NEW YORK (CNNMoney.com) -- The Securities and Exchange Commission approved new rules Thursday that will halt trading uniformly across all U.S. markets for stocks experiencing wild price swings to prevent a repeat of last month's "flash crash."
Under the new rules, which could go into effect as early as Friday, exchanges are required to stop trading in an individual stock for five minutes across U.S. stock markets if the stock experiences a 10% price swing in the preceding five-minute period.
The pause, also called a circuit breaker, "would give the markets the opportunity to attract new trading interest in an affected stock, establish a reasonable market price, and resume trading in a fair and orderly fashion," the SEC said in a statement.
The SEC proposed the rules last month in response to the market's so-called "flash crash," when about 30 stocks dropped at least 10% in a five-minute period and the Dow Jones industrial average (DJIA) plummeted nearly 1,000 points.
"The May 6 market disruption illustrated a sudden, but temporary, breakdown in the market's price setting function when a number of stocks and ETFs were executed at clearly irrational prices," SEC Chairwoman Mary Schapiro said in a prepared statement.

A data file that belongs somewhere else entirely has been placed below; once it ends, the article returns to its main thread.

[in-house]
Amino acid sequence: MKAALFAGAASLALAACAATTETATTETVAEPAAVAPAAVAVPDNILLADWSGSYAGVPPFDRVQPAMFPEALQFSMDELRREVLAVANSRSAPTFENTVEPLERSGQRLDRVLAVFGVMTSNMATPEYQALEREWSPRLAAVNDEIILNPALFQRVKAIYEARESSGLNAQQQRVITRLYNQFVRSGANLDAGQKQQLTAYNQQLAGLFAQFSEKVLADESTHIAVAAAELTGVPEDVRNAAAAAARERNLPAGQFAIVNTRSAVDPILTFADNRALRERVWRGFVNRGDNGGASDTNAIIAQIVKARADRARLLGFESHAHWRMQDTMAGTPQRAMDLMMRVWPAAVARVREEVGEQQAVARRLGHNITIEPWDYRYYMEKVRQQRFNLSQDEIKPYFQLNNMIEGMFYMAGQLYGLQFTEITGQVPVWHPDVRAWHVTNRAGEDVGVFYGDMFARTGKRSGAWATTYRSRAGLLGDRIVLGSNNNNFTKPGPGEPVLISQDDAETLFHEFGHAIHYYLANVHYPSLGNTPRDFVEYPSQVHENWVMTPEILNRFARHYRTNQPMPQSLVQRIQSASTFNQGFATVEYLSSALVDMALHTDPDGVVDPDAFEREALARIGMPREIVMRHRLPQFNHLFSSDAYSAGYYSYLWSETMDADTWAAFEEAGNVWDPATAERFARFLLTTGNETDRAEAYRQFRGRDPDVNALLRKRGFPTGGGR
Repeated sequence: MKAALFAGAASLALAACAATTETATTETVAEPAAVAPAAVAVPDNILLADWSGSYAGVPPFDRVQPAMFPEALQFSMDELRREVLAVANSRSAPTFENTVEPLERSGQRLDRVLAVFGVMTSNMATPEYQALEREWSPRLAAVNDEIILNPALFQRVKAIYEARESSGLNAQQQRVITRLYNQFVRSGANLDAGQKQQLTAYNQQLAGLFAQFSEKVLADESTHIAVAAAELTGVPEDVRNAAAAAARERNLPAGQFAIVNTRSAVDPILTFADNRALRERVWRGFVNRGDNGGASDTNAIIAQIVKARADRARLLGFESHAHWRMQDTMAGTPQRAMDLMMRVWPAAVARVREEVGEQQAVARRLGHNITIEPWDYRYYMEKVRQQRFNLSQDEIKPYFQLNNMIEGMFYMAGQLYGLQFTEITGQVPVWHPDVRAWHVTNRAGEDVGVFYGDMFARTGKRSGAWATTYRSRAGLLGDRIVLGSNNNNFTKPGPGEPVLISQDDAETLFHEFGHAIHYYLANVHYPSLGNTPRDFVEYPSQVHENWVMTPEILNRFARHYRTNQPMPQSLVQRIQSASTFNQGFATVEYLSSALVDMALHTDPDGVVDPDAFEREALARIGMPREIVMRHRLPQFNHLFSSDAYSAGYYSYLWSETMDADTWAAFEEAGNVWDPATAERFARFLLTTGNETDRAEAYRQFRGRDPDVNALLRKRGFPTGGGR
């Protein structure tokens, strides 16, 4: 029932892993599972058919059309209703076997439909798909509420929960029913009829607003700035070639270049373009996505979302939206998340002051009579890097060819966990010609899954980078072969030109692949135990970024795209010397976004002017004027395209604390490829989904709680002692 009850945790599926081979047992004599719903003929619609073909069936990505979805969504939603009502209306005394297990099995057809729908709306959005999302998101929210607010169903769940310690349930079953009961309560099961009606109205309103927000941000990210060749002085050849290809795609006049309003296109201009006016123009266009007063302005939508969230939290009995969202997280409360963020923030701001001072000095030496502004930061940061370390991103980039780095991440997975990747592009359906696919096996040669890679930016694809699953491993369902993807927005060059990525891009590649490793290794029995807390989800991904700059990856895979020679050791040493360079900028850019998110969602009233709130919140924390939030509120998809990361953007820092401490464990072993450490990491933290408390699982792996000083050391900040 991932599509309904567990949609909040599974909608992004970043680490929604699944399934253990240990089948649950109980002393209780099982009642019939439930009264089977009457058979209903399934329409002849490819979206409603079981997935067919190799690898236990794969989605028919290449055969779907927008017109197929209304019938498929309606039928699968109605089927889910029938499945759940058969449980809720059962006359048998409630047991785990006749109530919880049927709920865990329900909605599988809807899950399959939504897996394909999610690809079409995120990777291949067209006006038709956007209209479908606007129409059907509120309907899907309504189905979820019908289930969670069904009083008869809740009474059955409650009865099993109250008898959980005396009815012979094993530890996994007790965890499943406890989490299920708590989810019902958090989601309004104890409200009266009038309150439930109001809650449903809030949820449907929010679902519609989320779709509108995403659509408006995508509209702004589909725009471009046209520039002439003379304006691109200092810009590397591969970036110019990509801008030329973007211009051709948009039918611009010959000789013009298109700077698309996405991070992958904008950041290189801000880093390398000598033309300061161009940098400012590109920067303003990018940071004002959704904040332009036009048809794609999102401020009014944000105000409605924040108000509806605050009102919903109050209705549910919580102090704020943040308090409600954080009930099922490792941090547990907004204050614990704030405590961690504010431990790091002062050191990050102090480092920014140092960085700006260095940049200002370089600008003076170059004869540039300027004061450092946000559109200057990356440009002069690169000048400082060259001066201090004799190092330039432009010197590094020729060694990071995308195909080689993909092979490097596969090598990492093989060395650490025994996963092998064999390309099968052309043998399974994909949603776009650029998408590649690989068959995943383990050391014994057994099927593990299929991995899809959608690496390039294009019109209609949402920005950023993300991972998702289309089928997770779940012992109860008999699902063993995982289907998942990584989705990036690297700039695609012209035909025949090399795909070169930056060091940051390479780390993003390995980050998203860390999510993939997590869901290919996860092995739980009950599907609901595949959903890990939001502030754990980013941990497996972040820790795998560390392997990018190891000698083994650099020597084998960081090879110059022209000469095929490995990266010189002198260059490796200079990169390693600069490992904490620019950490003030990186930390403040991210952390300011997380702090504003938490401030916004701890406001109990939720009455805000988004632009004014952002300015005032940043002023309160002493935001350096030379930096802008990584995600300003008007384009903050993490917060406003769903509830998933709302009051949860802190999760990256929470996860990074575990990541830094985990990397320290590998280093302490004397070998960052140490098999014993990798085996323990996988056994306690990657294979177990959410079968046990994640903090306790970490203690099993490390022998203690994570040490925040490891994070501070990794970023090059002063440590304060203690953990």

"By establishing a set of circuit breakers that uniformly pauses trading in a given security across all venues, these new rules will ensure that all markets pause simultaneously and provide time for buyers and sellers to trade at rational prices," Schapiro said.
The new rules are expected to be adopted as early as Friday and will be implemented on a pilot basis through Dec. 10 to give markets time to make adjustments to the new circuit breakers, according to the SEC.
As of now, the pause will only apply to stocks in the Standard & Poor index, but the SEC said it hopes to expand the rules to include other securities "as soon as practicable."
|Overnight Avg Rate||Latest||Change||Last Week|
|30 yr fixed||4.26%||4.48%|
|15 yr fixed||3.30%||3.31%|
|30 yr refi||4.25%||4.45%|
|15 yr refi||3.29%||3.34%|
Today's featured rates:
Yahoo is still in the midst of its turnaround, but investors liked what they saw in the company's first-quarter results. More
Pamela Knighton, a 51-year-old social worker from Cuthbert, Ga. who earns less than $25,000 a year, had been really looking forward to her $4,300 tax refund last year. More